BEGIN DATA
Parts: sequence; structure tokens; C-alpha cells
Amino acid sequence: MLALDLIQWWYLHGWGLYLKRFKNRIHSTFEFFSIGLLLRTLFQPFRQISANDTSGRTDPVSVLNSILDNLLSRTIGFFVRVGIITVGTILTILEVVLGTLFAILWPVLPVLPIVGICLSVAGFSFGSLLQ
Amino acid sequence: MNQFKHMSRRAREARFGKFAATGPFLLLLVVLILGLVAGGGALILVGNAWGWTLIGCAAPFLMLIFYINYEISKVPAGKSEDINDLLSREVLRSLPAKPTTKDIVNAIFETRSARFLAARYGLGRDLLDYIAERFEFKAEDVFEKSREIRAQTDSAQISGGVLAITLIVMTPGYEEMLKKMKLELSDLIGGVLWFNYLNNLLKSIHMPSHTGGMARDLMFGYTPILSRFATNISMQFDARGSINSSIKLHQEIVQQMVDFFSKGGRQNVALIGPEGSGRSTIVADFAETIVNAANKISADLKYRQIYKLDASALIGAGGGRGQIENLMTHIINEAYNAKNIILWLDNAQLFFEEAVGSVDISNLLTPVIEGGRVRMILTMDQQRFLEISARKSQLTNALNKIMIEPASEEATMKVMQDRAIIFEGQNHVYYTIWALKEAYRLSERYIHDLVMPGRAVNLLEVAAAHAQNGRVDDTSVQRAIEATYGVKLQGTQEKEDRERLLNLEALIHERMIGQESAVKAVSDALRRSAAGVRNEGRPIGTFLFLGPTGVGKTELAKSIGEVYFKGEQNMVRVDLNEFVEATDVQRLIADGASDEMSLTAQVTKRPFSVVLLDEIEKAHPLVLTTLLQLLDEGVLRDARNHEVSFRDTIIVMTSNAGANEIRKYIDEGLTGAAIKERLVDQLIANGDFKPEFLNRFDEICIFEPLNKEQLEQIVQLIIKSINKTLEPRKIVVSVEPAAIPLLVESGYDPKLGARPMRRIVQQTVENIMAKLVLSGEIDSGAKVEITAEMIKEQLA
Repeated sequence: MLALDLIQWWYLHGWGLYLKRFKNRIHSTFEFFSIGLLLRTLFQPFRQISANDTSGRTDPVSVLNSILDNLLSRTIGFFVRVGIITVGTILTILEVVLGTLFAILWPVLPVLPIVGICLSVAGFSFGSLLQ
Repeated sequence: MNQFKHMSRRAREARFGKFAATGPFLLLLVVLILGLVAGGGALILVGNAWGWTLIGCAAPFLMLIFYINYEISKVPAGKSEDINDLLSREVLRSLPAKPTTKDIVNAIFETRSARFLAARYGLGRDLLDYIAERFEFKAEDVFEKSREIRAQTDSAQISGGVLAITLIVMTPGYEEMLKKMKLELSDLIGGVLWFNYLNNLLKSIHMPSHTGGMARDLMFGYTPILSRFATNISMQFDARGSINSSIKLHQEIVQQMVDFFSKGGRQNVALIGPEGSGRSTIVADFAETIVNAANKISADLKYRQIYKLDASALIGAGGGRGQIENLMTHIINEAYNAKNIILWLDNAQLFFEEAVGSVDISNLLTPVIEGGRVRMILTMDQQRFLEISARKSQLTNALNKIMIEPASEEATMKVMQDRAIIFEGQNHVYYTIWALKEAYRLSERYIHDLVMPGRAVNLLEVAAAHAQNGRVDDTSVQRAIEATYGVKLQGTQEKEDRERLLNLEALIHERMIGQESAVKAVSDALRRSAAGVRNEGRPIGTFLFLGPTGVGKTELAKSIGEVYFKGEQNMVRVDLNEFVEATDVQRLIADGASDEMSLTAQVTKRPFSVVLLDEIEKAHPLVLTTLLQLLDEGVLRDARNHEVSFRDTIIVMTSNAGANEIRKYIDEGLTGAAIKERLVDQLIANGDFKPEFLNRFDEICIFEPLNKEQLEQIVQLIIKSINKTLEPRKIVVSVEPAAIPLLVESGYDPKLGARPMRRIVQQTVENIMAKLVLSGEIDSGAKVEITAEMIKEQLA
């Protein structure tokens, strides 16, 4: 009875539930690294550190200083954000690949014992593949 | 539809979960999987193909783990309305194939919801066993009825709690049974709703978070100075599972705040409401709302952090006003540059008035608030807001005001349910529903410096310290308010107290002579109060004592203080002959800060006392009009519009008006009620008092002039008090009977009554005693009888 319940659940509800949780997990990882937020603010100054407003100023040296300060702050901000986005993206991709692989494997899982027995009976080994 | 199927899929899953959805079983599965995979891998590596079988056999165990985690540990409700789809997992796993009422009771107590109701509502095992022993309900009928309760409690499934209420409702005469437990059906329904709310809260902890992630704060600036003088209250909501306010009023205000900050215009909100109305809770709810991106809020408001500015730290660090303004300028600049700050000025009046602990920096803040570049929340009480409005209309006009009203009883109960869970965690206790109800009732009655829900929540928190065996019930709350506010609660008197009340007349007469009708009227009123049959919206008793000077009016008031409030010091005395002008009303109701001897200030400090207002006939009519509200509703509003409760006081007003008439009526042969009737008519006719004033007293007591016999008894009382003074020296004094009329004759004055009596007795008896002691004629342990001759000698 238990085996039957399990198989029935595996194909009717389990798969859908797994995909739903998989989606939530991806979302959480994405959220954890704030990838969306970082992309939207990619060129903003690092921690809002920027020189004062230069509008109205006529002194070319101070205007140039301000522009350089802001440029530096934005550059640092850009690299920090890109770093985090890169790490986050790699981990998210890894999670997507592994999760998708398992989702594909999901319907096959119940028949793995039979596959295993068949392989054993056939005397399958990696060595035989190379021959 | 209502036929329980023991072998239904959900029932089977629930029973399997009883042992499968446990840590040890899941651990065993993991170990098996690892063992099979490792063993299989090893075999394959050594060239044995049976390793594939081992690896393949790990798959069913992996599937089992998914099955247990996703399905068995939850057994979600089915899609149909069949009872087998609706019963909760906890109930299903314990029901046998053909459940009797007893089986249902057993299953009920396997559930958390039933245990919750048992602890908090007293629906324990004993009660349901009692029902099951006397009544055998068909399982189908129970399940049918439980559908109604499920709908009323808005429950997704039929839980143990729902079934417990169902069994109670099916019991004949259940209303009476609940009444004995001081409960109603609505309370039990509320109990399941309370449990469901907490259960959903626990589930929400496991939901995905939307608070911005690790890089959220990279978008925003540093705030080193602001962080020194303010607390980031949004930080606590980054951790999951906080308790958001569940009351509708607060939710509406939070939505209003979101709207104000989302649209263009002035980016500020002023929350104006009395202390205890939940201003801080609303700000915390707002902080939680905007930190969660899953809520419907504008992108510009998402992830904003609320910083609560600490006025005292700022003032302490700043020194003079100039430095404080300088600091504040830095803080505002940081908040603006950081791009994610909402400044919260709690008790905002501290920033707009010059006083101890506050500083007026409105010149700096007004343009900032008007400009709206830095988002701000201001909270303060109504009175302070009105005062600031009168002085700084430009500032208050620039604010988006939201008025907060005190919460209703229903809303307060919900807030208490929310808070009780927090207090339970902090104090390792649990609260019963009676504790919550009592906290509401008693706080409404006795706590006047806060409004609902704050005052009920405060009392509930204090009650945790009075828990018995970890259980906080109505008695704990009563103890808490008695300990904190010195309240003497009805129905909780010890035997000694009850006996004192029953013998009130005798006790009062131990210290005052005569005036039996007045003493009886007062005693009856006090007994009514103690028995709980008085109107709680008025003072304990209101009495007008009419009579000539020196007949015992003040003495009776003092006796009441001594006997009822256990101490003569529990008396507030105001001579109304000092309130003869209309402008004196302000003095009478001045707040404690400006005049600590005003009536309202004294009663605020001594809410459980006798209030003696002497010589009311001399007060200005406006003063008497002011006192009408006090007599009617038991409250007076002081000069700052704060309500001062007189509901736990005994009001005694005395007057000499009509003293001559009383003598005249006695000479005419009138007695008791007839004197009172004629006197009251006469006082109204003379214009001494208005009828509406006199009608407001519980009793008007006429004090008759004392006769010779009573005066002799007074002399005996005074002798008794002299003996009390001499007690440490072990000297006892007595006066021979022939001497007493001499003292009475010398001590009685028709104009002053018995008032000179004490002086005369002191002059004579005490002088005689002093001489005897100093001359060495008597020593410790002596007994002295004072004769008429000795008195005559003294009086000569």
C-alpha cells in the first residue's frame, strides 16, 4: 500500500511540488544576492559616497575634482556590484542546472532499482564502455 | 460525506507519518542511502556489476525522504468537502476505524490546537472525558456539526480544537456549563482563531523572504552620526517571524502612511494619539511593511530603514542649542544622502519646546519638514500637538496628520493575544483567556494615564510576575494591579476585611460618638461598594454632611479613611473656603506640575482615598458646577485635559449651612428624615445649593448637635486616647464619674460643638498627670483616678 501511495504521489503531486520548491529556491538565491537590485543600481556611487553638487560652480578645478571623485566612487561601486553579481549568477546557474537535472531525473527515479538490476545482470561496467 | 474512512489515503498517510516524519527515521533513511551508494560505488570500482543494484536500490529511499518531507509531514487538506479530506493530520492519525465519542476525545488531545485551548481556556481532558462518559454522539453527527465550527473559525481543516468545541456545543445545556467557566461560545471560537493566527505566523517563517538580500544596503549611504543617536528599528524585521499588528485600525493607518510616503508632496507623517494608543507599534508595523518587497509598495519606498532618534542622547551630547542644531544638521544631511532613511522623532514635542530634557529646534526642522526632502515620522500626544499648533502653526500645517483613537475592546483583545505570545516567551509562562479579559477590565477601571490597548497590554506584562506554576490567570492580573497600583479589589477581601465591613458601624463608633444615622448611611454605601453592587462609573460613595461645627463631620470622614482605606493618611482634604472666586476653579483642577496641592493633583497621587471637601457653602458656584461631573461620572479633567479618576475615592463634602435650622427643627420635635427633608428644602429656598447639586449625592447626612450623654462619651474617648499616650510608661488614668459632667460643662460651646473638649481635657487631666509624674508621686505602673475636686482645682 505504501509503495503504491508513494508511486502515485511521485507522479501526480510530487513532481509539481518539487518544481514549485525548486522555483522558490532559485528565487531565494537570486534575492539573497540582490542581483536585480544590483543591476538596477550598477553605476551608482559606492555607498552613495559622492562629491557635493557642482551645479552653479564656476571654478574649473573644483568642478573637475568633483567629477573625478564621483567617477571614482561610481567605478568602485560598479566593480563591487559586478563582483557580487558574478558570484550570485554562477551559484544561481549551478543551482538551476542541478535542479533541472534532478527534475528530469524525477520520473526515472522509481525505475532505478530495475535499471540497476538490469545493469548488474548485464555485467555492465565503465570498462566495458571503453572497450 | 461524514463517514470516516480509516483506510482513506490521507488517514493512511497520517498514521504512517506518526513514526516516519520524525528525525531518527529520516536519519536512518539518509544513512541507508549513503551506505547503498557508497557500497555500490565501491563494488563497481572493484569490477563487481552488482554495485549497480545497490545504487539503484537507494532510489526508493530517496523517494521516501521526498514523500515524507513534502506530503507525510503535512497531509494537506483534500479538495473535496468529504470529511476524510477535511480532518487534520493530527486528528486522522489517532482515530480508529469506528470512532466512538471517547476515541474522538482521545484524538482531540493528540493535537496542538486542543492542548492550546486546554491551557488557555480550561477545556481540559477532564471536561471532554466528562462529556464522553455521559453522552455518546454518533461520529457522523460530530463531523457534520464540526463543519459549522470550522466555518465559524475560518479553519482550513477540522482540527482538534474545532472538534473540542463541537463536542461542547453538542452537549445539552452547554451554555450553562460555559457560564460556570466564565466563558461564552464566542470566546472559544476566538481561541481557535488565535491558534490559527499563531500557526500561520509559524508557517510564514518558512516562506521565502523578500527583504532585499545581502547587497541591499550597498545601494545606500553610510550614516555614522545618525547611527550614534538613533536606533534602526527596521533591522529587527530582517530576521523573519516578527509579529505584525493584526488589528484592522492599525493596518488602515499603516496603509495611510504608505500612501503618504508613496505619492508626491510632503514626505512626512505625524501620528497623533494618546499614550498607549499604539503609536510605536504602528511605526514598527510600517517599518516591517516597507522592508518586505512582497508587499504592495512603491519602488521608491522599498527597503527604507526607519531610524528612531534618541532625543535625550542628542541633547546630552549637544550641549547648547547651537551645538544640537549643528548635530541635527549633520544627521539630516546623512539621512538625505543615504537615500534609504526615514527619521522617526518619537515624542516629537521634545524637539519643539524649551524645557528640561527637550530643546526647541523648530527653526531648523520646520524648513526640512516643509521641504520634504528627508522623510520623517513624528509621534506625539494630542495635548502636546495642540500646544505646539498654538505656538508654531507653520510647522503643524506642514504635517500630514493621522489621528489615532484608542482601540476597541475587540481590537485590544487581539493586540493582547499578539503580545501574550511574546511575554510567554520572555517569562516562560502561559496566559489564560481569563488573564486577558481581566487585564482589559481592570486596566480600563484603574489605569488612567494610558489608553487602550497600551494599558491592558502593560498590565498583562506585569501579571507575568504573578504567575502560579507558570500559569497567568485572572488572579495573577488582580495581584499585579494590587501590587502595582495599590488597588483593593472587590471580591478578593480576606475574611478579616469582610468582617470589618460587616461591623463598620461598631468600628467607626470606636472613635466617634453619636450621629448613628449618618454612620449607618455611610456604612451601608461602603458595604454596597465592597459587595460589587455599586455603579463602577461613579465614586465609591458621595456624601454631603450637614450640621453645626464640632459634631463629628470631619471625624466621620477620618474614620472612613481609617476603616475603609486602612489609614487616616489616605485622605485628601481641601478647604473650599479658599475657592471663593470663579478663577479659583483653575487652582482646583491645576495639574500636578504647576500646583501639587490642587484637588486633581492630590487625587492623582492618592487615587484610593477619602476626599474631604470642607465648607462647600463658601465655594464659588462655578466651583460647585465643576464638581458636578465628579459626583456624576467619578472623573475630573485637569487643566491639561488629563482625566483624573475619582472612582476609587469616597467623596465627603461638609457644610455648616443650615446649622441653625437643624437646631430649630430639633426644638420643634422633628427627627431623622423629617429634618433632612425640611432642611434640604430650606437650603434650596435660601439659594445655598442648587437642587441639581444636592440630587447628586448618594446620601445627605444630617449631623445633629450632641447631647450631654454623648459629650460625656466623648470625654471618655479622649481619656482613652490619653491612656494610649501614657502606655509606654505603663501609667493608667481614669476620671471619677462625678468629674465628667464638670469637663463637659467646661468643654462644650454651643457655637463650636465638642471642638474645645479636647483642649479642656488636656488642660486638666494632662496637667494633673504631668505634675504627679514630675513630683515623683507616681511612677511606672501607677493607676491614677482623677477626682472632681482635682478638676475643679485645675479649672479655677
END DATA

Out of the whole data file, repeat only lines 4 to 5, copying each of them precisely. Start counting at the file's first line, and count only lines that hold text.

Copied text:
Repeated sequence: MLALDLIQWWYLHGWGLYLKRFKNRIHSTFEFFSIGLLLRTLFQPFRQISANDTSGRTDPVSVLNSILDNLLSRTIGFFVRVGIITVGTILTILEVVLGTLFAILWPVLPVLPIVGICLSVAGFSFGSLLQ
Repeated sequence: MNQFKHMSRRAREARFGKFAATGPFLLLLVVLILGLVAGGGALILVGNAWGWTLIGCAAPFLMLIFYINYEISKVPAGKSEDINDLLSREVLRSLPAKPTTKDIVNAIFETRSARFLAARYGLGRDLLDYIAERFEFKAEDVFEKSREIRAQTDSAQISGGVLAITLIVMTPGYEEMLKKMKLELSDLIGGVLWFNYLNNLLKSIHMPSHTGGMARDLMFGYTPILSRFATNISMQFDARGSINSSIKLHQEIVQQMVDFFSKGGRQNVALIGPEGSGRSTIVADFAETIVNAANKISADLKYRQIYKLDASALIGAGGGRGQIENLMTHIINEAYNAKNIILWLDNAQLFFEEAVGSVDISNLLTPVIEGGRVRMILTMDQQRFLEISARKSQLTNALNKIMIEPASEEATMKVMQDRAIIFEGQNHVYYTIWALKEAYRLSERYIHDLVMPGRAVNLLEVAAAHAQNGRVDDTSVQRAIEATYGVKLQGTQEKEDRERLLNLEALIHERMIGQESAVKAVSDALRRSAAGVRNEGRPIGTFLFLGPTGVGKTELAKSIGEVYFKGEQNMVRVDLNEFVEATDVQRLIADGASDEMSLTAQVTKRPFSVVLLDEIEKAHPLVLTTLLQLLDEGVLRDARNHEVSFRDTIIVMTSNAGANEIRKYIDEGLTGAAIKERLVDQLIANGDFKPEFLNRFDEICIFEPLNKEQLEQIVQLIIKSINKTLEPRKIVVSVEPAAIPLLVESGYDPKLGARPMRRIVQQTVENIMAKLVLSGEIDSGAKVEITAEMIKEQLA